Africa-focused Tullow Oil said on June 2 Chairwoman Dorothy Thompson would step down at the end of the summer after nearly three years in the role and the company is looking for a replacement.
Thompson, one of only a handful of women chairing a London-listed company, said it was the right time for her to step back after Tullow last month emerged from a financial overhaul with a $1.8 billion bond and a new business plan under top boss Rahul Dhir.
"My time with Tullow has been interesting and challenging and Tullow is now well positioned for a positive and sustainable future," Thompson, aged 60, said.
Thompson was the CEO of power company Drax Group before joining Tullow in 2018. She is currently a non-executive director at Eaton Corp. and a director of the Court of the Bank of England, Tullow's website shows.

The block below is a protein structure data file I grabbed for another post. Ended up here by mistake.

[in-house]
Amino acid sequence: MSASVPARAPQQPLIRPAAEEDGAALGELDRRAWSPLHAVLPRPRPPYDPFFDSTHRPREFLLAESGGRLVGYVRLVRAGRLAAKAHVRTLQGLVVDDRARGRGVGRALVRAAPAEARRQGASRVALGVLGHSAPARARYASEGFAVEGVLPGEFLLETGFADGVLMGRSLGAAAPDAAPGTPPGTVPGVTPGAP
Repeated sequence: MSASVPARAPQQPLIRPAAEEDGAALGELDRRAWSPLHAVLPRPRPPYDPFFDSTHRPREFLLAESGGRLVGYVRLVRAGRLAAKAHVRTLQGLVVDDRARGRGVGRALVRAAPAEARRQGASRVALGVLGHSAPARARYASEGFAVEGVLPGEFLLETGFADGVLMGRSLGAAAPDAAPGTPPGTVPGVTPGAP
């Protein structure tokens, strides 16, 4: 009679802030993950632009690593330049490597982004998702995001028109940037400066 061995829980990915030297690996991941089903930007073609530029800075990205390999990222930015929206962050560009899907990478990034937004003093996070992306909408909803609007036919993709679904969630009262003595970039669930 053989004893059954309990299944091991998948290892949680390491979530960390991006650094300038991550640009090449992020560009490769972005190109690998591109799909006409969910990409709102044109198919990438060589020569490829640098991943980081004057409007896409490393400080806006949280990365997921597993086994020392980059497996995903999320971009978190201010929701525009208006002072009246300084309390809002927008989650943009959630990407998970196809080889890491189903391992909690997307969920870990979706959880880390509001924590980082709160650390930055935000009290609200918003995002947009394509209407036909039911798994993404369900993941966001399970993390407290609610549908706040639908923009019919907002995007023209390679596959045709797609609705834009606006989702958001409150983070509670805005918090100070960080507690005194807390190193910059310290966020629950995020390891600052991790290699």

The company last year said it would commit 90% of its investments in coming years on its producing offshore oilfields in West Africa and put exploration on the back burner to reduce debt.
Tullow, which was set up in the 1980s to produce oil and gas in Africa, has historically focused on exploring new discoveries but the oil price collapse last year forced the entire oil and gas industry to slash its exploration budget.
A post-run analysis of data collected in the drillbit during drilling leads to improved drilling in challenging applications.
The project aims at building infrastructure and capabilities that will enable CO2 captured in onshore facilities to be transported offshore for injection and storage beneath the seabed.
Baker Hughes' scope will include directional drilling, drilling fluids, mud logging, formation evaluation operations and wellheads. In connection with the award,